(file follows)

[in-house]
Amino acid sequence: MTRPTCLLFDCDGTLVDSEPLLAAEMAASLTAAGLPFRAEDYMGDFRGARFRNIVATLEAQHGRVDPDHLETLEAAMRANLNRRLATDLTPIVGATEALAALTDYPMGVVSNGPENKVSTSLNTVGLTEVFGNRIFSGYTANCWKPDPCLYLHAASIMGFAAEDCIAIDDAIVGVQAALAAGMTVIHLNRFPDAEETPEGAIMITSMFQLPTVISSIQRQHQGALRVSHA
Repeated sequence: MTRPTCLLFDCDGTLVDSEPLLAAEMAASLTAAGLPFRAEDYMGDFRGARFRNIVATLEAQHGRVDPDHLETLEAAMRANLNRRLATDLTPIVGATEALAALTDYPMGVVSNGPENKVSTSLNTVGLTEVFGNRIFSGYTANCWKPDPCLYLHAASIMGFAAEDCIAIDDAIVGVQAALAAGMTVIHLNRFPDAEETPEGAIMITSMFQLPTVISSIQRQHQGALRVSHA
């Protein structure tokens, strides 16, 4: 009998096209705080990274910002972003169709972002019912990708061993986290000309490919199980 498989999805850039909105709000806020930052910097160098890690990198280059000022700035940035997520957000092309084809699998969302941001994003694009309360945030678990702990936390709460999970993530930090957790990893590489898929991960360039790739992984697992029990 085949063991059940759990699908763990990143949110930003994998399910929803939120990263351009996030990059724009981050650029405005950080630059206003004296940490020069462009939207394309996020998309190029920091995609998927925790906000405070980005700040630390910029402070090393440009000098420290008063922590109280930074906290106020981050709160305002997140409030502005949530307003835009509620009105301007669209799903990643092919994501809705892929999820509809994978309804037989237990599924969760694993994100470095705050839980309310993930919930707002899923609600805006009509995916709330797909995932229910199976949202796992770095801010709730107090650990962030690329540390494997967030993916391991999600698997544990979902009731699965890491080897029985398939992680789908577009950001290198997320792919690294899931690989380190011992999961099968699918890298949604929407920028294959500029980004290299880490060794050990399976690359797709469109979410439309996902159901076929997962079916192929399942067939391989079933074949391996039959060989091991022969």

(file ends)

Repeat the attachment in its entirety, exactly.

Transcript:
[in-house]
Amino acid sequence: MTRPTCLLFDCDGTLVDSEPLLAAEMAASLTAAGLPFRAEDYMGDFRGARFRNIVATLEAQHGRVDPDHLETLEAAMRANLNRRLATDLTPIVGATEALAALTDYPMGVVSNGPENKVSTSLNTVGLTEVFGNRIFSGYTANCWKPDPCLYLHAASIMGFAAEDCIAIDDAIVGVQAALAAGMTVIHLNRFPDAEETPEGAIMITSMFQLPTVISSIQRQHQGALRVSHA
Repeated sequence: MTRPTCLLFDCDGTLVDSEPLLAAEMAASLTAAGLPFRAEDYMGDFRGARFRNIVATLEAQHGRVDPDHLETLEAAMRANLNRRLATDLTPIVGATEALAALTDYPMGVVSNGPENKVSTSLNTVGLTEVFGNRIFSGYTANCWKPDPCLYLHAASIMGFAAEDCIAIDDAIVGVQAALAAGMTVIHLNRFPDAEETPEGAIMITSMFQLPTVISSIQRQHQGALRVSHA
């Protein structure tokens, strides 16, 4: 009998096209705080990274910002972003169709972002019912990708061993986290000309490919199980 498989999805850039909105709000806020930052910097160098890690990198280059000022700035940035997520957000092309084809699998969302941001994003694009309360945030678990702990936390709460999970993530930090957790990893590489898929991960360039790739992984697992029990 085949063991059940759990699908763990990143949110930003994998399910929803939120990263351009996030990059724009981050650029405005950080630059206003004296940490020069462009939207394309996020998309190029920091995609998927925790906000405070980005700040630390910029402070090393440009000098420290008063922590109280930074906290106020981050709160305002997140409030502005949530307003835009509620009105301007669209799903990643092919994501809705892929999820509809994978309804037989237990599924969760694993994100470095705050839980309310993930919930707002899923609600805006009509995916709330797909995932229910199976949202796992770095801010709730107090650990962030690329540390494997967030993916391991999600698997544990979902009731699965890491080897029985398939992680789908577009950001290198997320792919690294899931690989380190011992999961099968699918890298949604929407920028294959500029980004290299880490060794050990399976690359797709469109979410439309996902159901076929997962079916192929399942067939391989079933074949391996039959060989091991022969």